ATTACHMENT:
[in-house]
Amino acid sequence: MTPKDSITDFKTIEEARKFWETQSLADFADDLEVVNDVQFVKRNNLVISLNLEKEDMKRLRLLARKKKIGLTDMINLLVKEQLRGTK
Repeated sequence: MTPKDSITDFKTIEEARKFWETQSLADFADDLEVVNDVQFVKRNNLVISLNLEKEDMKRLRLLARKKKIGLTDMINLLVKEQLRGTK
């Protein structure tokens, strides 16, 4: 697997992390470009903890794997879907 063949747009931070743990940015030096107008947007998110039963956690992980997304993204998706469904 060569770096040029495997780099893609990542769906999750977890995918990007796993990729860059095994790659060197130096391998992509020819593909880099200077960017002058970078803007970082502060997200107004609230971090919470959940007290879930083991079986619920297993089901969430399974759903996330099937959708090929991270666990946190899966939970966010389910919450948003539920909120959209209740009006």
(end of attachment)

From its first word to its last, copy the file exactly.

[in-house]
Amino acid sequence: MTPKDSITDFKTIEEARKFWETQSLADFADDLEVVNDVQFVKRNNLVISLNLEKEDMKRLRLLARKKKIGLTDMINLLVKEQLRGTK
Repeated sequence: MTPKDSITDFKTIEEARKFWETQSLADFADDLEVVNDVQFVKRNNLVISLNLEKEDMKRLRLLARKKKIGLTDMINLLVKEQLRGTK
């Protein structure tokens, strides 16, 4: 697997992390470009903890794997879907 063949747009931070743990940015030096107008947007998110039963956690992980997304993204998706469904 060569770096040029495997780099893609990542769906999750977890995918990007796993990729860059095994790659060197130096391998992509020819593909880099200077960017002058970078803007970082502060997200107004609230971090919470959940007290879930083991079986619920297993089901969430399974759903996330099937959708090929991270666990946190899966939970966010389910919450948003539920909120959209209740009006």